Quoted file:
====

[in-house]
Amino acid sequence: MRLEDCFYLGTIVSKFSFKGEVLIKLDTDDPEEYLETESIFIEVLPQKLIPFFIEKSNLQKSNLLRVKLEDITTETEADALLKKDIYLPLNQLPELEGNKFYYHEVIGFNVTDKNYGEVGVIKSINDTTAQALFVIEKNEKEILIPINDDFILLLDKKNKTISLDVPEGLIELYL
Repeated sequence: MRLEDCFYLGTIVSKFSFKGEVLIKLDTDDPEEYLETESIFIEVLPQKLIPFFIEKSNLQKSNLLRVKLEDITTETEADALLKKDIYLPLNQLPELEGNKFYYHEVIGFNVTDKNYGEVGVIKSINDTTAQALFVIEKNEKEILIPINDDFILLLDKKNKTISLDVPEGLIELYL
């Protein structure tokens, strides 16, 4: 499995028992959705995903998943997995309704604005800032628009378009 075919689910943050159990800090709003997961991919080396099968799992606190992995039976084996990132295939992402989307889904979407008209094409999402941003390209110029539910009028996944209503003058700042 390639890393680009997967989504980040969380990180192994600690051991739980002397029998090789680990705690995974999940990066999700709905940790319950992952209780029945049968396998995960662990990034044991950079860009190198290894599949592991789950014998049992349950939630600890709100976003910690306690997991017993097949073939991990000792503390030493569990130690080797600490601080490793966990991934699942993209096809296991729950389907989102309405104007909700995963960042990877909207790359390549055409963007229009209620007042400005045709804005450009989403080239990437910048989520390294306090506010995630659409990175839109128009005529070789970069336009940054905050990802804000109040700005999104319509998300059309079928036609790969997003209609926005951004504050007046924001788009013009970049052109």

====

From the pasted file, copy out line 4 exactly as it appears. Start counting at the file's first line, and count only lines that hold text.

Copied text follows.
């Protein structure tokens, strides 16, 4: 499995028992959705995903998943997995309704604005800032628009378009 075919689910943050159990800090709003997961991919080396099968799992606190992995039976084996990132295939992402989307889904979407008209094409999402941003390209110029539910009028996944209503003058700042 390639890393680009997967989504980040969380990180192994600690051991739980002397029998090789680990705690995974999940990066999700709905940790319950992952209780029945049968396998995960662990990034044991950079860009190198290894599949592991789950014998049992349950939630600890709100976003910690306690997991017993097949073939991990000792503390030493569990130690080797600490601080490793966990991934699942993209096809296991729950389907989102309405104007909700995963960042990877909207790359390549055409963007229009209620007042400005045709804005450009989403080239990437910048989520390294306090506010995630659409990175839109128009005529070789970069336009940054905050990802804000109040700005999104319509998300059309079928036609790969997003209609926005951004504050007046924001788009013009970049052109």